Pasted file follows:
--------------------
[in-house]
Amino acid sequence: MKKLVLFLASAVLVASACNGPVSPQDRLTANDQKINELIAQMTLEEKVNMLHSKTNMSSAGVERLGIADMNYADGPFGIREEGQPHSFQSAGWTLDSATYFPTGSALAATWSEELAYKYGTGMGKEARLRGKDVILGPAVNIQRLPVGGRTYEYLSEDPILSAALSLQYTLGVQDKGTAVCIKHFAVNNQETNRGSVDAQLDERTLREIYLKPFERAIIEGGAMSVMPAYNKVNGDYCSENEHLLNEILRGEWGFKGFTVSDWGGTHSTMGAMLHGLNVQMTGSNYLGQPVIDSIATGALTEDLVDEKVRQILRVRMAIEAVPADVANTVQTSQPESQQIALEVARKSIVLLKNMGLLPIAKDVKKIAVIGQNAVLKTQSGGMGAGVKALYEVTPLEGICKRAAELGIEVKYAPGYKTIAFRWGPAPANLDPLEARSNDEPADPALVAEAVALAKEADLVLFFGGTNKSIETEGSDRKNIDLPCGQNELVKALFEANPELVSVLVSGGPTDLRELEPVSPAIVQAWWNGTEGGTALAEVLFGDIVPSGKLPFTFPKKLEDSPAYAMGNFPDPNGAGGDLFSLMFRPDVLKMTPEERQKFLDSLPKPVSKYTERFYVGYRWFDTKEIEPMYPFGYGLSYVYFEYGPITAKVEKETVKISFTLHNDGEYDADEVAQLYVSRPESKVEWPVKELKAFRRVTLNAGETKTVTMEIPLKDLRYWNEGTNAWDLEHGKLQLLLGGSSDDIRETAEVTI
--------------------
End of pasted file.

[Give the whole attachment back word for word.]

[in-house]
Amino acid sequence: MKKLVLFLASAVLVASACNGPVSPQDRLTANDQKINELIAQMTLEEKVNMLHSKTNMSSAGVERLGIADMNYADGPFGIREEGQPHSFQSAGWTLDSATYFPTGSALAATWSEELAYKYGTGMGKEARLRGKDVILGPAVNIQRLPVGGRTYEYLSEDPILSAALSLQYTLGVQDKGTAVCIKHFAVNNQETNRGSVDAQLDERTLREIYLKPFERAIIEGGAMSVMPAYNKVNGDYCSENEHLLNEILRGEWGFKGFTVSDWGGTHSTMGAMLHGLNVQMTGSNYLGQPVIDSIATGALTEDLVDEKVRQILRVRMAIEAVPADVANTVQTSQPESQQIALEVARKSIVLLKNMGLLPIAKDVKKIAVIGQNAVLKTQSGGMGAGVKALYEVTPLEGICKRAAELGIEVKYAPGYKTIAFRWGPAPANLDPLEARSNDEPADPALVAEAVALAKEADLVLFFGGTNKSIETEGSDRKNIDLPCGQNELVKALFEANPELVSVLVSGGPTDLRELEPVSPAIVQAWWNGTEGGTALAEVLFGDIVPSGKLPFTFPKKLEDSPAYAMGNFPDPNGAGGDLFSLMFRPDVLKMTPEERQKFLDSLPKPVSKYTERFYVGYRWFDTKEIEPMYPFGYGLSYVYFEYGPITAKVEKETVKISFTLHNDGEYDADEVAQLYVSRPESKVEWPVKELKAFRRVTLNAGETKTVTMEIPLKDLRYWNEGTNAWDLEHGKLQLLLGGSSDDIRETAEVTI